The White Queen: One Nation and the Politics of Race by David Marr

If you’ve not yet read this essay (Quarterly Essay #65) by David Marr and you are concerned about the genesis and influence of Pauline Hanson’s One Nation Party, then I recommend reading it.

The White Queen: One Nation and the Politics of Race by David Marr

‘I’m back! One Nation and the politics of race.’

This essay by David Marr is well worth reading, especially by those of us puzzled by the impact of the Hanson phenomenon.  Who’d have thought, after Pauline Hanson’s brief period in the Australian Parliament as the member for Oxley between 1996 and 1998, that she’d be elected as a Senator in 2016, together with three other members of the Pauline Hanson One Nation party?  And who’d have thought that the state of the Australian Parliament is such that Senator Hanson would have such influence in Australian politics?

Who are Pauline Hanson’s supporters, and why do they support her?  Please explain.

In this essay, David Marr sets out to explain some of the mysteries, some of the appeal of the Hanson phenomenon.   Her supporters are overwhelmingly white and Australian born.  They are also people who, while they left school early, have largely been successful.  They are not poor.  Generally, they want a return to a distantly remembered Australia, one in which Australian industries were protected by tariffs, one in which they felt safe, secure and part of a majority.

How much support does Pauline Hanson actually have, and does it matter?  While Pauline Hanson’s following may be comparatively small, it matters.  It matters because neither of the major parties in Australian politics have had the courage to tackle Pauline Hanson over some of her more outrageous claims.  It matters because not challenging some of Pauline Hanson’s claims and assertions sounds and feels like the major parties agree with them.  It matters because many of those views are racist and are divisive.

Since this essay was published, we’ve had the unedifying spectacle of Senator Hanson wearing a burqua into the Australian Senate as part of her move to ‘ban the burqua’.  While this was broadly condemned, she also had plenty of support across Australia.

The Hanson phenomenon will continue, while ever she can tap into the fears and discomfort felt by many as the world they once felt comfortable in continues to change.  Tapping into anti-Muslim feeling at a time when Muslim extremism is driving many terrorist attacks is guaranteed to get attention for the foreseeable future.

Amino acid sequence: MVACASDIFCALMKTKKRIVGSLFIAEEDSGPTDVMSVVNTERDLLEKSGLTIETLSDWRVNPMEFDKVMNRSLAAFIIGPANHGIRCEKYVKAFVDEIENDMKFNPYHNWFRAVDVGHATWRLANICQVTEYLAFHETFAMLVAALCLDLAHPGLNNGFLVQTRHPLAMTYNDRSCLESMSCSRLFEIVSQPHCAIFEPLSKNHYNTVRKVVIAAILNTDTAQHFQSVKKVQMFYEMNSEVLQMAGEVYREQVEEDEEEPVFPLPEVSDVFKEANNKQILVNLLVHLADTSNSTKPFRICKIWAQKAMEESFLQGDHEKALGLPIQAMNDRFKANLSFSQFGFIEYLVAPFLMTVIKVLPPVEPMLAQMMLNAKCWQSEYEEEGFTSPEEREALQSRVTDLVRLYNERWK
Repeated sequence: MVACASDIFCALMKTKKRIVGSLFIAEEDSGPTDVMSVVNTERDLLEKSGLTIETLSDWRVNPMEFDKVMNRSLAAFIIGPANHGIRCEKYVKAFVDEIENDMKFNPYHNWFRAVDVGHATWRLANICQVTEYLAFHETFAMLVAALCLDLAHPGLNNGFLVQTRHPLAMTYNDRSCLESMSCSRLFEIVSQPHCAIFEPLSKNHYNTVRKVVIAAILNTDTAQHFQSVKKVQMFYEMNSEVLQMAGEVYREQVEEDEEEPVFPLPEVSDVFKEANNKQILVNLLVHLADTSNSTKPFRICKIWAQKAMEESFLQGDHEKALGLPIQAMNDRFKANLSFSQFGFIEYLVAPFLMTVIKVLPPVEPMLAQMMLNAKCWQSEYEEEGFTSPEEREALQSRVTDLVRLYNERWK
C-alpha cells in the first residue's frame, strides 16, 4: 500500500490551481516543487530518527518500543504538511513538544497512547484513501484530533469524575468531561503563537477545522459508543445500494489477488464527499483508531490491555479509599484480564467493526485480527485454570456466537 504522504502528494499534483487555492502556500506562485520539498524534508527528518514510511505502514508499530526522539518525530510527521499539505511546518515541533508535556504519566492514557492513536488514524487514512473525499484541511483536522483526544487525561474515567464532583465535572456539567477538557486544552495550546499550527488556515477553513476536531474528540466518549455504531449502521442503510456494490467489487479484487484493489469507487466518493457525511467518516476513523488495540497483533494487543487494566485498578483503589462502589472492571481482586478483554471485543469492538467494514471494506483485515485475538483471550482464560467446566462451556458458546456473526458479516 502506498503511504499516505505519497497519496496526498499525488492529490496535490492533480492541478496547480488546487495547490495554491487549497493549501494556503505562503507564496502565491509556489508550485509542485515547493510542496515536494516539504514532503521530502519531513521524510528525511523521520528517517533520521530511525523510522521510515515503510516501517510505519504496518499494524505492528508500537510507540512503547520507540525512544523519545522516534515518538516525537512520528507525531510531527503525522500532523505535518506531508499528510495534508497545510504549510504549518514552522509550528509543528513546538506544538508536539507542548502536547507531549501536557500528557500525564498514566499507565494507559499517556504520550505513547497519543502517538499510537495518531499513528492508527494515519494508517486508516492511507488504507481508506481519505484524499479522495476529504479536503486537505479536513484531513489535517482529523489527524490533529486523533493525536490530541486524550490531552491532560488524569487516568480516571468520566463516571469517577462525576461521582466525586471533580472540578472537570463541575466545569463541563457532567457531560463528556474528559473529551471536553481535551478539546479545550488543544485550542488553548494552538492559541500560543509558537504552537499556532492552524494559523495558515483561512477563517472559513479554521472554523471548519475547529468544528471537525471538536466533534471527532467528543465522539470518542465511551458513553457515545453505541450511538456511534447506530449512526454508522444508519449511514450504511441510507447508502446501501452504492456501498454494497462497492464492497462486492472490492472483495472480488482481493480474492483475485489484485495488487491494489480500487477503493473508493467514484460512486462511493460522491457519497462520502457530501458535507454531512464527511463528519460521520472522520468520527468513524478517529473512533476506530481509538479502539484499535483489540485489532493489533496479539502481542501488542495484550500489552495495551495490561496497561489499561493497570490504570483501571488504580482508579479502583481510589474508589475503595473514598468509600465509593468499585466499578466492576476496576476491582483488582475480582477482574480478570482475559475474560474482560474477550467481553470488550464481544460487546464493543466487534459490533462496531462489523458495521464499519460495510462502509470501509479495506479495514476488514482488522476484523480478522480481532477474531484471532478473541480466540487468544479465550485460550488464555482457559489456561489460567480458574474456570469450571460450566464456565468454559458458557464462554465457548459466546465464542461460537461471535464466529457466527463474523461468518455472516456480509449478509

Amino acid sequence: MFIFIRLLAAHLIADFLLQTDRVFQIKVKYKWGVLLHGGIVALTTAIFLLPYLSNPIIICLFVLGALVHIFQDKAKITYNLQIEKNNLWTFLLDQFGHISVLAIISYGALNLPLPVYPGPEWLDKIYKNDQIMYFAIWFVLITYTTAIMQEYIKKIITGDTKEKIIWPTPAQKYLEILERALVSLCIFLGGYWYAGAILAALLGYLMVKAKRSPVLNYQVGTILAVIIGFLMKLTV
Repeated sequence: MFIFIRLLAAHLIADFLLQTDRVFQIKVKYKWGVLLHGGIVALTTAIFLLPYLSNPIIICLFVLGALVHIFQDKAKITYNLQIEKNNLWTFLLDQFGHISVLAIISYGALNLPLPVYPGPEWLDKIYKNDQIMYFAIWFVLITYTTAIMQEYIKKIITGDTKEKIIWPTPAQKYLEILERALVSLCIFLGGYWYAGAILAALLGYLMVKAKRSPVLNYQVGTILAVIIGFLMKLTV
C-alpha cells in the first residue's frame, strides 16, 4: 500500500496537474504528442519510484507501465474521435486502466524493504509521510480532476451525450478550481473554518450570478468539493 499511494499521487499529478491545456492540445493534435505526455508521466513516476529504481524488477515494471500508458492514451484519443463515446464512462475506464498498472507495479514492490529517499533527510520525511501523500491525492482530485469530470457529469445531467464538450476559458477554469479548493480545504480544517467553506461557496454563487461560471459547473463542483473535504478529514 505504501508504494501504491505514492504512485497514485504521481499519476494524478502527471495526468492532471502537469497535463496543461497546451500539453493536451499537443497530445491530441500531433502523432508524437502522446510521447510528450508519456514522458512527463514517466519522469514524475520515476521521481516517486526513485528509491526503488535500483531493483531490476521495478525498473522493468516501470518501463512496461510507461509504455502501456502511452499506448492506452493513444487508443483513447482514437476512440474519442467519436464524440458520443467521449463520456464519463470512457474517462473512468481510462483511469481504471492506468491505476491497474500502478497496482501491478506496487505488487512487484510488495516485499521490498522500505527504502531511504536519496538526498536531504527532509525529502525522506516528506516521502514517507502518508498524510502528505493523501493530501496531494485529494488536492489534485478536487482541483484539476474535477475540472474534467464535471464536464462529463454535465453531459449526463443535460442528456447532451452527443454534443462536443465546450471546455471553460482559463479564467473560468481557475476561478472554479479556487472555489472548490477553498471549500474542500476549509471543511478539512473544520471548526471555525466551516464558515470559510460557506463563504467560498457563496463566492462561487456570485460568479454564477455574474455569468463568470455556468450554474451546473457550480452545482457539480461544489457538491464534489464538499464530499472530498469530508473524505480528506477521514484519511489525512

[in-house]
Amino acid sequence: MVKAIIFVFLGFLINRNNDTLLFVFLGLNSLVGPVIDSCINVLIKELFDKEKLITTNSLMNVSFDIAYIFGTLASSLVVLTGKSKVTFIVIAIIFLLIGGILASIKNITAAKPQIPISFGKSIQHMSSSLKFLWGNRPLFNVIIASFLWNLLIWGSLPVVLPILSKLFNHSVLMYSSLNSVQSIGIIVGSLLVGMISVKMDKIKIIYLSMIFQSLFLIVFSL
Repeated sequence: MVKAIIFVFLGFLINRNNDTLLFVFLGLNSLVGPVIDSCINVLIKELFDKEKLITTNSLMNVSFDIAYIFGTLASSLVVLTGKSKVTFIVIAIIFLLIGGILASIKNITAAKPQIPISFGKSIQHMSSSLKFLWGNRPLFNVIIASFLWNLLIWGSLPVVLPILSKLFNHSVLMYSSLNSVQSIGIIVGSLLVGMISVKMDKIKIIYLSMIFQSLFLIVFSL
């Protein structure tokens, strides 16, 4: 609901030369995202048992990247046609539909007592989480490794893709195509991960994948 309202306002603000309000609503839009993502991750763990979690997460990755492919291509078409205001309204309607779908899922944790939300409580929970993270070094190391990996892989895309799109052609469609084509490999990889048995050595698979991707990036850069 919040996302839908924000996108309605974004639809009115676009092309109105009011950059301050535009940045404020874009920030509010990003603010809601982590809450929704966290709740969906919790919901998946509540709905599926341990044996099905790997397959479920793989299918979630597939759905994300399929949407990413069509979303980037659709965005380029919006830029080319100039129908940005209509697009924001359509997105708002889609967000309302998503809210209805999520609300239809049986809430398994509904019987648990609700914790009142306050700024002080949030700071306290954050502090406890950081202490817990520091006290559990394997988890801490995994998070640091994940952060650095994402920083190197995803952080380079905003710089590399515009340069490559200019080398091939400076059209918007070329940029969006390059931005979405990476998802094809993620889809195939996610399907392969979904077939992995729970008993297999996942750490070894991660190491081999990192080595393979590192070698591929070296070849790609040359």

Worth reading, and thinking about.

Jennifer Cameron-Smith

RANALD MACDONALD. ABC deal comes back to haunt the Government (Episode Two). | John Menadue – Pearls and Irritations

Last week I began my summary of the Government’s complex negotiations aimed at getting its Media Reform Bill through the Senate with the words:   “Make a deal for political expediency a…

Source: RANALD MACDONALD. ABC deal comes back to haunt the Government (Episode Two). | John Menadue – Pearls and Irritations

Cardinal (The Rise and Fall of George Pell) by Louise Milligan

One of the most difficult books I’ve read this year.  Child sexual abuse, regardless of who the perpetrators are, is one of the most horrific things that can befall a child.  Any child.  How could anyone know about it, and do nothing?  That’s the big question for me.

Cardinal by Louise Milligan

‘Truth is the child of time.’

Cardinal Pell is Australia’s most prominent Catholic.  Since this book was published in May 2017, Cardinal Pell has returned to Australia to face (and to fight) multiple charges of historical sexual assault offences.  He faced the Melbourne Magistrates Court on 26 July for a filing hearing.

I approached this book with some trepidation: I’ve read several accounts about the horrific sexual abuse suffered by children and about the effects of this abuse on those children (and their families).  I’ve also read about how some of the priests were moved between parishes, thus allowing for even more children to be abused.  I cannot begin to understand how the church hierarchy permitted this.  And, perhaps, this is why I decided to read Ms Milligan’s book.  Cardinal Pell has claimed that he was the ‘first in the world’ to introduce a sexual abuse protocol, and also claims to have not known about the abuse going on around him.

Ms Milligan certainly covers, in detail, the rise of George Pell. But I think that any talk about his fall is premature.  He is after all, still a Cardinal.  And he has not yet been found guilty of anything.

But I cannot warm to Cardinal Pell.  I would expect a practicing Christian to demonstrate empathy for victims of abuse well ahead of any concern about legal cases, costs and consequences.  I would expect a member of the clergy to want to protect the vulnerable, to be attuned to signs of distress, to investigate as to the cause(s) and act.  I would not expect to read the following exchange between Gail Furness, SC and George Pell at a hearing of the Royal Commission in March 2016:

‘There is a reference in that paragraph to Father Searson stabbing to death a bird in front of the children.’  To which George Pell replied: ‘I don’t know whether the bird was already dead.’

I froze.  Why on earth would it matter whether the bird was already dead?  Surely, in this context, it is the behaviour of Father Searson in front of the children which is most important?  What does this response say about Cardinal Pell?

I don’t want to write more about the contents of the book– the story is not yet complete – there is a court case pending.  This book is uncomfortable and unsettling, but worth reading.

Jennifer Cameron-Smith